Green building technology saves water, electricity consumption

24Nov 2017
Francis Kajubi
The Guardian
Green building technology saves water, electricity consumption

Developers in the country have been advised to adopt green building technology because it is efficient and less polluting to the environment while saving huge sums of money in the long run.

An artist impression of NHC’s Victoria Place in Dar es Salaam. File photo.

Former Tanzania Green Building Council president Ngwisa Mpembe said developers in the country should emulate National Housing Corporation for employing the technology in the construction of its new projects countrywide including NHC Place in Dar es Salaam.

Mpembe told Property Watch that most developers shy away from green building technology because of fears of upfront investment which is normally sizeable but is gradually recovered through savings made thereafter,

“Sustainability is not just about technology, it has to make business, economic as well as social and environmental sense. Being green directly improves long term property value because of durability,” Mpembe argued.

He expressed frustrations that since 2012 when the technology was adopted globally, locally it has made lackluster progress because only NHC is a major developer making use of it practically.

“NHC has been the leader in this country is adopting this technology which has a lot of benefits,” said Mpembe who is currently president of the Institution of Engineers in Tanzania,

The IET president named some of NHC’s major projects which have used green building technology as Victoria Place in Dar es Salaam, saying developers should know and understand that the technology is here to stay.

“Developers must consider different issues when undertaking their projects such as improved air quality, electrical safety and efficiency, ergonomics, less water usage, all of which are green building tenets,” he pointed out.

Other green building technology projects in the country include: Kigamboni Housing Estate also of NHC, Bank of Tanzania twin towers and ECO Residence apartments all in Dar es Salaam.

He said still there is lack of awareness to developers, the government and the public in general in the importance of green building technology hence the need for sensitisation.

Tanzania Green Building Council came into being after signing a memorandum of understanding with Singapore Green Building Council in 2014 and officially started 2015.

Mike T’chawi who is vice president of Architect Association of Tanzania, said the majority of modern buildings in Sub-Saharan Africa replicate designs in the Western world.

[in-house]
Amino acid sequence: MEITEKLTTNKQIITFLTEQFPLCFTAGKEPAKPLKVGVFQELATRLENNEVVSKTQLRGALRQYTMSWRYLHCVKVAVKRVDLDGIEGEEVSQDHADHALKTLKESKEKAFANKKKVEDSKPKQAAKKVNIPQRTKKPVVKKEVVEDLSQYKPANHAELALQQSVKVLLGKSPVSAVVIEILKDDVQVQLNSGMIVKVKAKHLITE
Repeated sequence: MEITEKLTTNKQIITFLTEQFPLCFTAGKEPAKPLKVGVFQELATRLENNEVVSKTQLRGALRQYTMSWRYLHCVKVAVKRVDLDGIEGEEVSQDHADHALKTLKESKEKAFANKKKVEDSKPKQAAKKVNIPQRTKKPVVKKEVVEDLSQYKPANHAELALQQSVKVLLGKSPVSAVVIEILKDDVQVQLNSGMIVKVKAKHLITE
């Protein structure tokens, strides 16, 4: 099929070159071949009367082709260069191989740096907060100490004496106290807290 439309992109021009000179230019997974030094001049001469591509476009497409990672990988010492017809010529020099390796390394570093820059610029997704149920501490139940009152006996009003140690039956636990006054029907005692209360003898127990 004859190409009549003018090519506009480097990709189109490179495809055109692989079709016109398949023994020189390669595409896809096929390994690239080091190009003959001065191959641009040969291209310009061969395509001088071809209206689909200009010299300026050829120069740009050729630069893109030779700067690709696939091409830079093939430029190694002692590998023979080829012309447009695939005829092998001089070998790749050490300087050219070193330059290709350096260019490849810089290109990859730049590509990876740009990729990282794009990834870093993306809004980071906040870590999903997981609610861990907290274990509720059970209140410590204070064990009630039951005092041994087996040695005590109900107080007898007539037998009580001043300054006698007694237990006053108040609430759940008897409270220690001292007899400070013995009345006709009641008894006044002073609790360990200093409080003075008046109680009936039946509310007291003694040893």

“As a result, inefficient designs plus construction using inadequate materials combined with poor understanding of the subject has led to tremendous energy wastage and furthermore, high electricity bills. Green buildings are designed to lower maintenance costs such as water and electricity bills,” said T’chawi.

He also singled out lack of regulations requiring developers to use green building technology in the construction of structures because such property is environmentally friendly. T’chawi advised the government to adopt a building code which should incorporated green building technology requirements.

“In the Policy, we expect through input of various stakeholders, to include specific elements supporting green building technology and application. Thereafter laws and regulations shall come into force defining the implementation of green building as a sustainable way of erecting structures,” argued T’chawi.

Ipyana Moses, Deputy Executive Secretary of IET, warned that Dar es Salaam is losing a lot by not enforcing green building technology which saves energy and water consumption in addition to fighting climate change.

 “20 percent of energy in form of electricity is produced to run cooling system of poorly designed buildings due to use of poor insulation materials, wrong glass materials for window panels, and poor lightning and thus causing thermal discomfort. Besides other physical losses, approximately 30 percent of water consumed in Dar es Salaam is lost through poor fitted and oversized toilet cisterns and showers,” argued Moses.

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